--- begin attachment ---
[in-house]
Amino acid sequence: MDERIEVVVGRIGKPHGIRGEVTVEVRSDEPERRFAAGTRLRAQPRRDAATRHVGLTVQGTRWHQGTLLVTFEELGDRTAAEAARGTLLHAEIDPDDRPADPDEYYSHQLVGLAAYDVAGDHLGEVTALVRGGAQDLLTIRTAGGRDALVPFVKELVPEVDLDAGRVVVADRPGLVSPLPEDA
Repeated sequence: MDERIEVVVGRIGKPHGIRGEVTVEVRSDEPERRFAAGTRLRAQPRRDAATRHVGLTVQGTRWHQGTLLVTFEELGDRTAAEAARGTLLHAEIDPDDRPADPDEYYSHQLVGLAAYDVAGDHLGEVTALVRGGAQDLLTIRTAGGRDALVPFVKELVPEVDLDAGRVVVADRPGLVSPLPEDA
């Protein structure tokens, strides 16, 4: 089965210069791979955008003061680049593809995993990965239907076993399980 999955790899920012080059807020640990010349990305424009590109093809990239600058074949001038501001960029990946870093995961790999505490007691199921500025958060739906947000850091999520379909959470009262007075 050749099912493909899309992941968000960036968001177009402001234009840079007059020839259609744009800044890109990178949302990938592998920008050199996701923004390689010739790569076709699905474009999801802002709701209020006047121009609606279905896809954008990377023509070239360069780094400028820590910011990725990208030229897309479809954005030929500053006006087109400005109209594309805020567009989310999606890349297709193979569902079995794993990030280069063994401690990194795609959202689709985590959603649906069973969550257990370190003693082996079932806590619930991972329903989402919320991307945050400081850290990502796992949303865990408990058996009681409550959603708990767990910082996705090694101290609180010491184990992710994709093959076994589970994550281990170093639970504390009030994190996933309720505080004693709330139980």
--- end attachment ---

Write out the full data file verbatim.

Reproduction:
[in-house]
Amino acid sequence: MDERIEVVVGRIGKPHGIRGEVTVEVRSDEPERRFAAGTRLRAQPRRDAATRHVGLTVQGTRWHQGTLLVTFEELGDRTAAEAARGTLLHAEIDPDDRPADPDEYYSHQLVGLAAYDVAGDHLGEVTALVRGGAQDLLTIRTAGGRDALVPFVKELVPEVDLDAGRVVVADRPGLVSPLPEDA
Repeated sequence: MDERIEVVVGRIGKPHGIRGEVTVEVRSDEPERRFAAGTRLRAQPRRDAATRHVGLTVQGTRWHQGTLLVTFEELGDRTAAEAARGTLLHAEIDPDDRPADPDEYYSHQLVGLAAYDVAGDHLGEVTALVRGGAQDLLTIRTAGGRDALVPFVKELVPEVDLDAGRVVVADRPGLVSPLPEDA
């Protein structure tokens, strides 16, 4: 089965210069791979955008003061680049593809995993990965239907076993399980 999955790899920012080059807020640990010349990305424009590109093809990239600058074949001038501001960029990946870093995961790999505490007691199921500025958060739906947000850091999520379909959470009262007075 050749099912493909899309992941968000960036968001177009402001234009840079007059020839259609744009800044890109990178949302990938592998920008050199996701923004390689010739790569076709699905474009999801802002709701209020006047121009609606279905896809954008990377023509070239360069780094400028820590910011990725990208030229897309479809954005030929500053006006087109400005109209594309805020567009989310999606890349297709193979569902079995794993990030280069063994401690990194795609959202689709985590959603649906069973969550257990370190003693082996079932806590619930991972329903989402919320991307945050400081850290990502796992949303865990408990058996009681409550959603708990767990910082996705090694101290609180010491184990992710994709093959076994589970994550281990170093639970504390009030994190996933309720505080004693709330139980």